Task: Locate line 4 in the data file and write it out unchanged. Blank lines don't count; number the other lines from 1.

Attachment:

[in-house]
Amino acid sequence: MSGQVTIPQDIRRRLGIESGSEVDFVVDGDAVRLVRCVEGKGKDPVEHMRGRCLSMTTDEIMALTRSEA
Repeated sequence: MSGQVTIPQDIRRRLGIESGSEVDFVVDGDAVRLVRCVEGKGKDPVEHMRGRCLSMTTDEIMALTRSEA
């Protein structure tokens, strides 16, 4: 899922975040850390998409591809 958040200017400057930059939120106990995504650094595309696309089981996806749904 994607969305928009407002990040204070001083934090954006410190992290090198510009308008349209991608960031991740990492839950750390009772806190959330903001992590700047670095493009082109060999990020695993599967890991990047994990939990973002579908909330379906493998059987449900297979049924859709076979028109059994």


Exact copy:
């Protein structure tokens, strides 16, 4: 899922975040850390998409591809 958040200017400057930059939120106990995504650094595309696309089981996806749904 994607969305928009407002990040204070001083934090954006410190992290090198510009308008349209991608960031991740990492839950750390009772806190959330903001992590700047670095493009082109060999990020695993599967890991990047994990939990973002579908909330379906493998059987449900297979049924859709076979028109059994």